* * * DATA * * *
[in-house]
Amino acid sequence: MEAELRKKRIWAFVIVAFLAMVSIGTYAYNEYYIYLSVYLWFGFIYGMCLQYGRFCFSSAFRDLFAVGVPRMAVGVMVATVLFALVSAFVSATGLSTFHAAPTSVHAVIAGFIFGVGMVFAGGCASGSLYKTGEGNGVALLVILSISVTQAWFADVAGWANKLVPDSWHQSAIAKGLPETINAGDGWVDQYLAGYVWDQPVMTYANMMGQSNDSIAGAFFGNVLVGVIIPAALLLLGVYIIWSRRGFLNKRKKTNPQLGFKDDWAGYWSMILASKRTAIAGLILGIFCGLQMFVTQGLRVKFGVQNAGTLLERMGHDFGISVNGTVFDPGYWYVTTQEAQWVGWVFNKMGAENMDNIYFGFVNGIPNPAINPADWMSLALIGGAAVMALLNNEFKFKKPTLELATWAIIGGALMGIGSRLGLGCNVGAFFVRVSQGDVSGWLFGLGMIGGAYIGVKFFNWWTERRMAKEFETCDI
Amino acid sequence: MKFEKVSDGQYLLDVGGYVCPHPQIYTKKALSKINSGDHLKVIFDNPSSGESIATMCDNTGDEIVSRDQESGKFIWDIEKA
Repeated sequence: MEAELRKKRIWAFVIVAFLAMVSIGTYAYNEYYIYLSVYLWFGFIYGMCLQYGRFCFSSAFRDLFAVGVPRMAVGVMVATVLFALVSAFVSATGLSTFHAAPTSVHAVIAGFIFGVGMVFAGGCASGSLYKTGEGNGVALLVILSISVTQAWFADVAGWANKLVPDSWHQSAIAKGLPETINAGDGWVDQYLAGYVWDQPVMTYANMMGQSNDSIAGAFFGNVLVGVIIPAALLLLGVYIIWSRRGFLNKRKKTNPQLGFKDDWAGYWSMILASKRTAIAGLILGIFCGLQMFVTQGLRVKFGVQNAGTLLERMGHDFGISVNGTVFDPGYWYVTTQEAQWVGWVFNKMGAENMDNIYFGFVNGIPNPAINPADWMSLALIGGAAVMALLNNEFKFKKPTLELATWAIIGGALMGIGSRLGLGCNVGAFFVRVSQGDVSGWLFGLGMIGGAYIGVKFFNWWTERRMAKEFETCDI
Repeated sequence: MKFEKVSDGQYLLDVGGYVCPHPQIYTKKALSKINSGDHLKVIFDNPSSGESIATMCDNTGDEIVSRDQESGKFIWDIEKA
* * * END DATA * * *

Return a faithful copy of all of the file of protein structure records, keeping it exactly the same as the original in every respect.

[in-house]
Amino acid sequence: MEAELRKKRIWAFVIVAFLAMVSIGTYAYNEYYIYLSVYLWFGFIYGMCLQYGRFCFSSAFRDLFAVGVPRMAVGVMVATVLFALVSAFVSATGLSTFHAAPTSVHAVIAGFIFGVGMVFAGGCASGSLYKTGEGNGVALLVILSISVTQAWFADVAGWANKLVPDSWHQSAIAKGLPETINAGDGWVDQYLAGYVWDQPVMTYANMMGQSNDSIAGAFFGNVLVGVIIPAALLLLGVYIIWSRRGFLNKRKKTNPQLGFKDDWAGYWSMILASKRTAIAGLILGIFCGLQMFVTQGLRVKFGVQNAGTLLERMGHDFGISVNGTVFDPGYWYVTTQEAQWVGWVFNKMGAENMDNIYFGFVNGIPNPAINPADWMSLALIGGAAVMALLNNEFKFKKPTLELATWAIIGGALMGIGSRLGLGCNVGAFFVRVSQGDVSGWLFGLGMIGGAYIGVKFFNWWTERRMAKEFETCDI
Amino acid sequence: MKFEKVSDGQYLLDVGGYVCPHPQIYTKKALSKINSGDHLKVIFDNPSSGESIATMCDNTGDEIVSRDQESGKFIWDIEKA
Repeated sequence: MEAELRKKRIWAFVIVAFLAMVSIGTYAYNEYYIYLSVYLWFGFIYGMCLQYGRFCFSSAFRDLFAVGVPRMAVGVMVATVLFALVSAFVSATGLSTFHAAPTSVHAVIAGFIFGVGMVFAGGCASGSLYKTGEGNGVALLVILSISVTQAWFADVAGWANKLVPDSWHQSAIAKGLPETINAGDGWVDQYLAGYVWDQPVMTYANMMGQSNDSIAGAFFGNVLVGVIIPAALLLLGVYIIWSRRGFLNKRKKTNPQLGFKDDWAGYWSMILASKRTAIAGLILGIFCGLQMFVTQGLRVKFGVQNAGTLLERMGHDFGISVNGTVFDPGYWYVTTQEAQWVGWVFNKMGAENMDNIYFGFVNGIPNPAINPADWMSLALIGGAAVMALLNNEFKFKKPTLELATWAIIGGALMGIGSRLGLGCNVGAFFVRVSQGDVSGWLFGLGMIGGAYIGVKFFNWWTERRMAKEFETCDI
Repeated sequence: MKFEKVSDGQYLLDVGGYVCPHPQIYTKKALSKINSGDHLKVIFDNPSSGESIATMCDNTGDEIVSRDQESGKFIWDIEKA